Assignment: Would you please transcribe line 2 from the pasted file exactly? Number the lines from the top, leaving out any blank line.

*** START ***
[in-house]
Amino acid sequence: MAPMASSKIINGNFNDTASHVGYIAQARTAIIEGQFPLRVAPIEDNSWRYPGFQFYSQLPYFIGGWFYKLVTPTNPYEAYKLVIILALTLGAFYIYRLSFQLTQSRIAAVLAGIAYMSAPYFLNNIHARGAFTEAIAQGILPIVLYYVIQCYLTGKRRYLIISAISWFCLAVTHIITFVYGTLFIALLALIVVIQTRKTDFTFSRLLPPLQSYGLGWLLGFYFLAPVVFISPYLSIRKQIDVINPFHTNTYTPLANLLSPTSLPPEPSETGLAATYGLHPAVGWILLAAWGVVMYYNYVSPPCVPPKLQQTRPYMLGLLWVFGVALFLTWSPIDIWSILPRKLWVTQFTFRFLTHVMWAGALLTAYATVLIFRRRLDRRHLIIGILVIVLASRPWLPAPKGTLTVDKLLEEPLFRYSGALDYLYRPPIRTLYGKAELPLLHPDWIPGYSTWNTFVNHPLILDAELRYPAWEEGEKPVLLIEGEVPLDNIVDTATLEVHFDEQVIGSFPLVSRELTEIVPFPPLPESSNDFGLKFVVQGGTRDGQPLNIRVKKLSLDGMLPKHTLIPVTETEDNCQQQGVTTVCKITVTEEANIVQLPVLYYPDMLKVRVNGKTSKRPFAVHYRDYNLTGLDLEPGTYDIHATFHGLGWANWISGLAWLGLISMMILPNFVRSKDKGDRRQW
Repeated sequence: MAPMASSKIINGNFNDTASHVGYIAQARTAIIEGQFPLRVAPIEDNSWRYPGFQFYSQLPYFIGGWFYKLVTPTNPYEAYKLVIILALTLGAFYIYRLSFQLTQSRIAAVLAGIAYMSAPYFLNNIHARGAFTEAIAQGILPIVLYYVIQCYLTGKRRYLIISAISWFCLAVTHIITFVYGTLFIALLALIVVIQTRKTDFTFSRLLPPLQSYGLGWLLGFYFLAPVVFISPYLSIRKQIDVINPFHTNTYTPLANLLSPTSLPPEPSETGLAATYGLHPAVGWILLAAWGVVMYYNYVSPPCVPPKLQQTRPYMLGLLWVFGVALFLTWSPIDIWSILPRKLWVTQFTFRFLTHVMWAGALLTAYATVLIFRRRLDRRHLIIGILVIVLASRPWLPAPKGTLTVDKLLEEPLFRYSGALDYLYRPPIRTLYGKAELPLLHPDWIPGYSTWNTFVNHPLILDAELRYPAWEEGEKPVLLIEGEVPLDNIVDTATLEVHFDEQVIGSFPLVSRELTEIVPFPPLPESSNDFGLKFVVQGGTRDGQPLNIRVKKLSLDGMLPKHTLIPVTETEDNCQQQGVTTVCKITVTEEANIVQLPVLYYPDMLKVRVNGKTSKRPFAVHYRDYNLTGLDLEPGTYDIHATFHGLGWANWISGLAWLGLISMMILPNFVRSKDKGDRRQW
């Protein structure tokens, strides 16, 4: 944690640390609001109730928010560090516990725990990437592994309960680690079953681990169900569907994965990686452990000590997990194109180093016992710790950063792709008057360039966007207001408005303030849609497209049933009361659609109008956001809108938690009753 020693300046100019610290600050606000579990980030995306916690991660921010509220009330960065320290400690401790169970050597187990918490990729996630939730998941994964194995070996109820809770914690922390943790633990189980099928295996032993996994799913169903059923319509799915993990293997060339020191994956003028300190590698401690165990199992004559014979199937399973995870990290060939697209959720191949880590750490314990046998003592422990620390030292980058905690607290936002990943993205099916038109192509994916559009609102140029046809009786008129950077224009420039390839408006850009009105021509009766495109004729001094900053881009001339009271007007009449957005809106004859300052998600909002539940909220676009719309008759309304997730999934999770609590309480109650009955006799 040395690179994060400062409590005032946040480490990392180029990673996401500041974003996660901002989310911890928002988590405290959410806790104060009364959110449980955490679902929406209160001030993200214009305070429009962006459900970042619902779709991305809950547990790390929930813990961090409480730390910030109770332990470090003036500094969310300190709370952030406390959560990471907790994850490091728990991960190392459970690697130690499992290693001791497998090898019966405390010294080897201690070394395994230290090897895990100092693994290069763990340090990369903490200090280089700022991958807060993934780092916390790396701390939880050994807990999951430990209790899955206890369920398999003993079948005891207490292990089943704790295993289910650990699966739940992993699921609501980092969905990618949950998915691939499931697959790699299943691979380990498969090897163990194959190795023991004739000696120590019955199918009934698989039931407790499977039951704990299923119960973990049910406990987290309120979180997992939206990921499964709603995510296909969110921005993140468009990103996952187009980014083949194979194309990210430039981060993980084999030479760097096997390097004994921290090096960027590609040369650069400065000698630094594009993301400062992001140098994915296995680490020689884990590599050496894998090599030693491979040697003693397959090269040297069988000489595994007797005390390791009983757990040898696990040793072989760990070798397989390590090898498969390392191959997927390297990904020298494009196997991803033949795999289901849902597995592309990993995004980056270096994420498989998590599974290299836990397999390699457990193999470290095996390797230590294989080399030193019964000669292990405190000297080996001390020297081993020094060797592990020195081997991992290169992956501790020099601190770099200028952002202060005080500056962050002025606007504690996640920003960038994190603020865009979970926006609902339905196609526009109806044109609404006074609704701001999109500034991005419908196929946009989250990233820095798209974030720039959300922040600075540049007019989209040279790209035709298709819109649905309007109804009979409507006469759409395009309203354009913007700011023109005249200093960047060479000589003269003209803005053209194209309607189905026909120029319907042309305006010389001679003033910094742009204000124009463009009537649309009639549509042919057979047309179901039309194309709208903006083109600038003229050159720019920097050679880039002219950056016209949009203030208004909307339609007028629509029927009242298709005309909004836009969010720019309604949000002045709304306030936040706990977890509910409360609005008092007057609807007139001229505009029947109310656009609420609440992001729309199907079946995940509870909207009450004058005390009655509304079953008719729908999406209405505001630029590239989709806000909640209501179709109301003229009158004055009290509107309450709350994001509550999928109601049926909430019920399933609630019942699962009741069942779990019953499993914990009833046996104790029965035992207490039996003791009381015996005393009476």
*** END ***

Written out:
Amino acid sequence: MAPMASSKIINGNFNDTASHVGYIAQARTAIIEGQFPLRVAPIEDNSWRYPGFQFYSQLPYFIGGWFYKLVTPTNPYEAYKLVIILALTLGAFYIYRLSFQLTQSRIAAVLAGIAYMSAPYFLNNIHARGAFTEAIAQGILPIVLYYVIQCYLTGKRRYLIISAISWFCLAVTHIITFVYGTLFIALLALIVVIQTRKTDFTFSRLLPPLQSYGLGWLLGFYFLAPVVFISPYLSIRKQIDVINPFHTNTYTPLANLLSPTSLPPEPSETGLAATYGLHPAVGWILLAAWGVVMYYNYVSPPCVPPKLQQTRPYMLGLLWVFGVALFLTWSPIDIWSILPRKLWVTQFTFRFLTHVMWAGALLTAYATVLIFRRRLDRRHLIIGILVIVLASRPWLPAPKGTLTVDKLLEEPLFRYSGALDYLYRPPIRTLYGKAELPLLHPDWIPGYSTWNTFVNHPLILDAELRYPAWEEGEKPVLLIEGEVPLDNIVDTATLEVHFDEQVIGSFPLVSRELTEIVPFPPLPESSNDFGLKFVVQGGTRDGQPLNIRVKKLSLDGMLPKHTLIPVTETEDNCQQQGVTTVCKITVTEEANIVQLPVLYYPDMLKVRVNGKTSKRPFAVHYRDYNLTGLDLEPGTYDIHATFHGLGWANWISGLAWLGLISMMILPNFVRSKDKGDRRQW